Sunday, 29 November 2009

Shaking All Over Web Group - 10th Anniversary

Both Shaun and I have been members of the Shaking All Over music forum for nearly a decade, and we have made many "virtual" and real friends there from all over the world (and England ;-)). The entertaining and informative SAO forum is celebrating its 10th birthday today November 28th, 2009, and as a tribute to its founder/guru and all round good egg , Steve Walker, we are proud to include in Rockabillyville this tribute to Steve and the SAO group written by two of its most prolific contributors, Dik de Heer and Colin Kilgour.

Good on yer Steffan and here's to the next golden decade

Flip and Shaun

By Dik de Heer and Colin Kilgour

During the early days of the Internet, mailing lists were an important medium for the international communication of rock ‘n’ roll fans around the world who, for the most part, were not previously aware of each other’s existence. Prior to that, in the early nineties, Compuserve forums were a first step in the genesis of cyberspace rockin' communities, but when the Internet started to spread globally, people migrated to free Internet mailing lists.

Nowadays there are many other forums for the exchange of information (MySpace groups, blogs, podcasts and countless websites, especially Terry Gordon’s stunning achievement “Rockin’ Country Style” Nevertheless, mailing lists (aka newsgroups or Internet forums) are still alive and well in 2009. But let’s go back to the beginning.

In the mid-nineties, the Internet was a tiny place compared to what it is now. Probably the first mailing list devoted to R&R was the Rockabilly mailing list, started in May 1995 by French student Bertrand Kohler, who used the server of his university (in Strasbourg) for this purpose. Though it was called the Rockabilly list, it was also devoted to other forms of roots music, like rock ‘n’ roll, R&B and hillbilly. By early 1996 there were about 100 list members and a year later over 200. The majority of these were located in the USA (especially California, Texas and the East Coast), but there were many active members from Australia, Canada and many European countries (the further up North, the better the English). Some were musicians (Deke Dickerson) or relatives of musicians (Bobby Brom, Marti’s husband), label owners (Rockin’ Ronny Weiser, Roy Williams), authors of books on rockabilly (Craig Morrison, Richard Jandrow) or others in the music business, but most members were simply music fans, often with huge collections.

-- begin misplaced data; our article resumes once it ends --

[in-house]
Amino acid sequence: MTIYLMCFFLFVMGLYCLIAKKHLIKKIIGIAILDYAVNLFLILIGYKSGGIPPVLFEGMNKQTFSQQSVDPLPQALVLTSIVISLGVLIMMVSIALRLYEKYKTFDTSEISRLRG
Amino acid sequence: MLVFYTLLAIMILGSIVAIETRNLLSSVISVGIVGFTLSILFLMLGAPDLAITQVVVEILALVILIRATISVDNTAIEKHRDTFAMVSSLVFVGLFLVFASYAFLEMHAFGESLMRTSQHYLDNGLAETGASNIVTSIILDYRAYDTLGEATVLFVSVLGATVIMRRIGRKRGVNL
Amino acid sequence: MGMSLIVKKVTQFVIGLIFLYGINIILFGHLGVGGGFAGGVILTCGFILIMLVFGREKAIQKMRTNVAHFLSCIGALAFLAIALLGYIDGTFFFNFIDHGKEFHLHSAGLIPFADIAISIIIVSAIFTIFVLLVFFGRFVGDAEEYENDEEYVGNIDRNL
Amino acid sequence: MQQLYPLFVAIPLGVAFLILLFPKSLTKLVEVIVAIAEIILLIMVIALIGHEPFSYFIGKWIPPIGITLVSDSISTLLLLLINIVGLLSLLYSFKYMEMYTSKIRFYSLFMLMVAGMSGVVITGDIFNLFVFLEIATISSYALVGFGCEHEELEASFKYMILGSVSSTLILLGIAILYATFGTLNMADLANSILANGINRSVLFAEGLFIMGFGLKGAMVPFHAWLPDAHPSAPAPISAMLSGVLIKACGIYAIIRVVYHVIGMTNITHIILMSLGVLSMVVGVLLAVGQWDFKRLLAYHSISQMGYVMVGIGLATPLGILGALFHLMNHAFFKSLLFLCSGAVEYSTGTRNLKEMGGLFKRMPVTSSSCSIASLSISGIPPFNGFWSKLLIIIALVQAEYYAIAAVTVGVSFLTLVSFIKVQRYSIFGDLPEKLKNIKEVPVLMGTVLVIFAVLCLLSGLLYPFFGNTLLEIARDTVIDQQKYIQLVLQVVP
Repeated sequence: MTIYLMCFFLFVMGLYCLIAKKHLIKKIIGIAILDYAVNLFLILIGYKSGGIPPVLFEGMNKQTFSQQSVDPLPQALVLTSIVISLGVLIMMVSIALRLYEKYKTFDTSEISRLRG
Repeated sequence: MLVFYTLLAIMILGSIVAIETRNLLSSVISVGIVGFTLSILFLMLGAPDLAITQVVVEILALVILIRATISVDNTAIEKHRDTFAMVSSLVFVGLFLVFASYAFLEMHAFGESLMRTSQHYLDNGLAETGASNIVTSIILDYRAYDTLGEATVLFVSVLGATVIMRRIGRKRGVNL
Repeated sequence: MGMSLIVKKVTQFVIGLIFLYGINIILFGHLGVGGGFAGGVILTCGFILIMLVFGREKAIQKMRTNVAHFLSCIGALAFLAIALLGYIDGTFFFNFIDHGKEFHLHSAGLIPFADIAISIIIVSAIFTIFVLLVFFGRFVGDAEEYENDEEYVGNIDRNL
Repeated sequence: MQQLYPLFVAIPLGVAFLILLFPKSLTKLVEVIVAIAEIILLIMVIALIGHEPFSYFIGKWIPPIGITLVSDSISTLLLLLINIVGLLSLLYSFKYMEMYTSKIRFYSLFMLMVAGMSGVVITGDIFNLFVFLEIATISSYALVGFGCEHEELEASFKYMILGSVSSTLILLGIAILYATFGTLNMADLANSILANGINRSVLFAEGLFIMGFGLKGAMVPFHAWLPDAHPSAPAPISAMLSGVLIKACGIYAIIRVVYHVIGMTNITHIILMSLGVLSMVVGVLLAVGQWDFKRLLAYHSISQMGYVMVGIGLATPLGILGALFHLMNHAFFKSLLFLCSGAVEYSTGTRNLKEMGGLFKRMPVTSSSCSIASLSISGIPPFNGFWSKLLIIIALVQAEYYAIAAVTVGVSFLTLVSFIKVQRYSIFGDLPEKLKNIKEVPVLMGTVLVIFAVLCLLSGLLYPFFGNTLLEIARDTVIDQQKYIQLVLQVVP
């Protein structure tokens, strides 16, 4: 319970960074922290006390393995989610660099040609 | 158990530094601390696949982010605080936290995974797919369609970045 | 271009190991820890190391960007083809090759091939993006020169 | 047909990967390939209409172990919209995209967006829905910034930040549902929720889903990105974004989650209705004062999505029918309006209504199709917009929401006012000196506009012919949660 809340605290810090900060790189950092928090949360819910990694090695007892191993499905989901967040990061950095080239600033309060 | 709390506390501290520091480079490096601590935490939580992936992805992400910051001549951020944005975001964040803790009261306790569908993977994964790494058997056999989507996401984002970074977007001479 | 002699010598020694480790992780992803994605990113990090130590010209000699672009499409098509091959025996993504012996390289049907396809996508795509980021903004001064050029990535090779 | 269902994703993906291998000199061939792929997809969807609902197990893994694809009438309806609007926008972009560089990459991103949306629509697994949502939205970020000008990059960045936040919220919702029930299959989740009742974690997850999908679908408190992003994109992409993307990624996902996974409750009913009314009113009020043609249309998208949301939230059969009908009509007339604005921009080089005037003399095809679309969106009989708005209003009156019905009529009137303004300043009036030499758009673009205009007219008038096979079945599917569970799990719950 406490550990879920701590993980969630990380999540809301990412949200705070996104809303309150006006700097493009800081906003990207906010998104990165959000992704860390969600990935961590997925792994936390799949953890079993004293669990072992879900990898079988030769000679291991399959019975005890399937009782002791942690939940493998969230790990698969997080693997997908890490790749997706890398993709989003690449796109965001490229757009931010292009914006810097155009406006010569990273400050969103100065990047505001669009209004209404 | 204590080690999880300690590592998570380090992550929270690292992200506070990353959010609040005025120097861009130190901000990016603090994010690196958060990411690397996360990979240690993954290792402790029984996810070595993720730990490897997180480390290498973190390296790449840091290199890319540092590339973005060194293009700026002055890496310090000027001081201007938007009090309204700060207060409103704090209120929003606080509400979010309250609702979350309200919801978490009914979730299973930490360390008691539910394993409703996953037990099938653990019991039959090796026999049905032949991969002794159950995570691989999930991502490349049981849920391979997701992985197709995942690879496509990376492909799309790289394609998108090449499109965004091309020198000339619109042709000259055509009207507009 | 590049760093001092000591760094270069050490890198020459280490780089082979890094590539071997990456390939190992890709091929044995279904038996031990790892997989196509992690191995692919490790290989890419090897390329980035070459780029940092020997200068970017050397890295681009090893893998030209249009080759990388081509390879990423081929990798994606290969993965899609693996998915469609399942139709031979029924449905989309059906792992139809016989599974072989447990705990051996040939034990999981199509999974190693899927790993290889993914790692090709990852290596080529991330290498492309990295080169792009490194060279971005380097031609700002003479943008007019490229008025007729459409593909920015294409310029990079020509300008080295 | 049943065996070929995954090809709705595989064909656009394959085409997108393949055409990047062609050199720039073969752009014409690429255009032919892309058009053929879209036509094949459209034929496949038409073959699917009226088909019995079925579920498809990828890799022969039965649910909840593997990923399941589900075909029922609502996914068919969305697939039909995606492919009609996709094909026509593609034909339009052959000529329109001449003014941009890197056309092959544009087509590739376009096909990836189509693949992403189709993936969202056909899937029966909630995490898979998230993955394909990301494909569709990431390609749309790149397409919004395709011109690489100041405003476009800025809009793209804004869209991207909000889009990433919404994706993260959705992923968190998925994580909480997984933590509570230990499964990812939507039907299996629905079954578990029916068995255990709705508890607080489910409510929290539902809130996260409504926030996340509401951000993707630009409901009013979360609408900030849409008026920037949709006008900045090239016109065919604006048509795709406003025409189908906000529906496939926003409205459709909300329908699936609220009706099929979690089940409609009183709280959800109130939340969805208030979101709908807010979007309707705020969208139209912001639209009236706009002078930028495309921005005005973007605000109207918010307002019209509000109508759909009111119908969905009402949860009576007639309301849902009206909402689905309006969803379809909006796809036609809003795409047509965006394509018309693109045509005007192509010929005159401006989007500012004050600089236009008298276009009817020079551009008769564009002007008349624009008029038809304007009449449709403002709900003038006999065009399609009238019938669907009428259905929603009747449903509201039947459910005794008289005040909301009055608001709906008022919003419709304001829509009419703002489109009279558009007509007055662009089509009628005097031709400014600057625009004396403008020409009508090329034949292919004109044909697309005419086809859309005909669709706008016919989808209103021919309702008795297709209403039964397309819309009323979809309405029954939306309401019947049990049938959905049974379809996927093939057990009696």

Apart from being a mine of information (discographies, concert news, band itineraries, TV show alerts, new releases, reviews, etc.), it was also a source of much entertainment, as there were some really funny people contributing. For almost everyone, it was their first experience with intercultural communication and nobody minded that the focus was not always on music, though there were a number of subjects that were considered “off-topic” or plainly taboo. For that purpose, a mailing list has a moderator (then usually called listpop or listmom) to keep the unruly brats in line. At some point in 1996, Kohler could no longer use the server of the University of Strasbourg and his technical duties were taken over by Jose Espinosa (of the Sugar King Boys and Corwood Draggers), who used the server of the Loomisgroup, until November 1998, when the list (by then lists) was moved to, which merged with eGroups and then (2000) YahooGroups.